This error, although it wasn’t made by the taxpayer, is going to take some time and effort to fix. I’ll write a letter disputing the notice the taxpayer received, explaining the missing W-2 is the reason the withholding was adjusted down. Copies of the W-2 must be attached to the letter to substantiate the case. I’ll make liberal use a bright yellow highlighter to make my point. Once the state receives that information, they will make an adjustment on the case and issue the taxpayer his refund – a few months late.

Hopefully, the adjustments will be agreed to and made without incident. The first correspondence might not do the trick – it may take another letter or a phone call. Remember, they lost the W-2 in the first place!

You should never take any letter from any tax agency, telling you a mistake was made and you owe a bill, as gospel. If you don’t understand the adjustments the tax agency is making to your tax return and your account, contact your tax preparer and discuss your case. Take all letters you’ve received from the tax entity to your preparer.

When you’re dealing with changes being made to your tax return:

  • Make sure you understand completely and agree with the changes being made to your tax return before they are made.
  • Don’t ignore tax correspondence – all letters are sent out on a timed schedule and by law you have certain appeal rights, but if you’ve got 60 days to respond and you don’t decide to answer until Day 90, you’re out of time and too late.   Once Day 60 passes with no contact from you, their changes will become permanent.  If the law says you’ve got 60 days, that means 60 days, not 61.
  • If you choose to ignore the tax agency letters and blow your appeal time frame, the changes will become permanent.
  • If you don’t agree with the proposed changes to your account, present your case in a clear and concise manner. Include copies of the original correspondence to you, your reply, and all exhibits needed to back up your argument.  Keep everything brief but to the point.  They’ve already made the changes. You will have to change their mind.
  • If you prepared your own taxes and don’t know whether you made a mistake or not, make an appointment with a local tax professional and show them the letter. Ask your friends and neighbors for referrals. The best tax experts are often found locally. Personally, I would avoid any of the large tax prep companies and go with a local tax preparer or accountant that comes highly recommended.

Have you ever been on the receiving end of an IRS or state tax agency collection letter?

Were you able to resolve the situation without trading in your first-born?


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Form 1040.  Request an extension and get more time to file!

I may not make the federal income tax filing deadline next week.  My tax return is not done, the fat lady is not singing yet.  I’m going out of town at the end of this week, and I’ll be gone all weekend.  I’ve set aside Friday for my own “tax work”, and what I can’t get done that day, I’ll have to finish up Monday.  Hopefully I can hit the “submit” button before Midnight!

If I can’t get my tax return completed in time, I can file a request for an extension.  Filing for an extension will give me another 6 months to file.  My tax return won’t be due until October 15, 2013.  Filing an extension, however, will not give me extra time to pay.  If I will owe the IRS money, they want me to pay that with the extension request.  They’re willing to wait on the paperwork, but they’re not willing to wait on their money.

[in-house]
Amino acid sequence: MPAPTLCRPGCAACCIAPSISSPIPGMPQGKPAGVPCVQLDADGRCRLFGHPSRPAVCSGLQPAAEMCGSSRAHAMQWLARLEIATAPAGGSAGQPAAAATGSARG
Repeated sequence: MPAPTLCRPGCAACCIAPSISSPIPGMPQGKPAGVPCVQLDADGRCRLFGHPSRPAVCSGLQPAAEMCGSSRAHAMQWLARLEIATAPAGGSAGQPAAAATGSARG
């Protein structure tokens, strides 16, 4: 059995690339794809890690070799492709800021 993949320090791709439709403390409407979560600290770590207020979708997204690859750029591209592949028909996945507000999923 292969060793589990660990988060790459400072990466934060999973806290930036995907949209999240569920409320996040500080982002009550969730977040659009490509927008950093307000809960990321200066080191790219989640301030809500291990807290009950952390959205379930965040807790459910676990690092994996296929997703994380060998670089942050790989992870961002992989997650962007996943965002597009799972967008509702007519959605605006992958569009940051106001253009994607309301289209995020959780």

Five Things You Need To Know About Filing For An Extension

1.  Filing Form 4868 by mail is the most common way to request an extension (Application for Automatic Extension of Time to File U.S Individual Tax Return).  Pick up a blank Form 4868 at your local library, or download and print from the IRS website.  Fill in the form – it’s short, only a few lines, and attach a check if you think you’re going to owe a balance due.  You don’t have to know to the penny what the bill will be, but take a good guess and write a check for all of it or a large portion of it.  Pay what you can afford.  The IRS will look favorably upon you if you pay now instead of when you file.  You’ve got to get this form in the mail and postmarked before Midnight, April 15.   CLICK HERE FOR FORM 4868

2.  The easiest way to file for an extension is using Free File at the IRS website.  Everyone is eligible to go to the IRS website and use Free File to e-file an extension request.  There are no limitations on this service, income or otherwise, as there is if you’re using Free File to send in a tax return.  Just like your tax return, you’ve got to e-file the extension request before Midnight April 15, and the receipt you’ll get when you file the request is your proof you made the deadline.  This receipt is important – print it and save it.  Put it with your tax return paperwork.  GO HERE FOR FREE FILE

3.  If you do use e-file for your extension request, you can pay any balance due by using the website option to transfer money from your checking or savings account.  You’ll need your bank routing number and account number in order to pay using electronic funds withdrawal, so have your checkbook handy when you sit down at your computer.  CLICK HERE FOR MORE INFO

4.  Do you have your return finished before the deadline, but find you owe money that you don’t have?  File your tax return on time, even if you owe money and can’t pay.  Don’t file an extension.  Send in your return and pay what you can, then call the IRS in about 30-45 days and request a payment plan.  You can also download an application from the IRS website and submit this with your tax return, asking for an installment arrangement that will allow you to make monthly payments (Form 9465, Installment Agreement Request).  The IRS website  has an online tool (Online Payment Agreement) that you can use to apply for a payment plan online.  If you owe money and there is absolutely no way to pay due to unemployment, illness, etc., call the IRS.  There are things they can do that will give you a breather until you can get on your feet again.  The entire time you owe money to the IRS, there is going to be interest and penalties added, and those fees compound daily.  Pay the IRS off as soon as you can.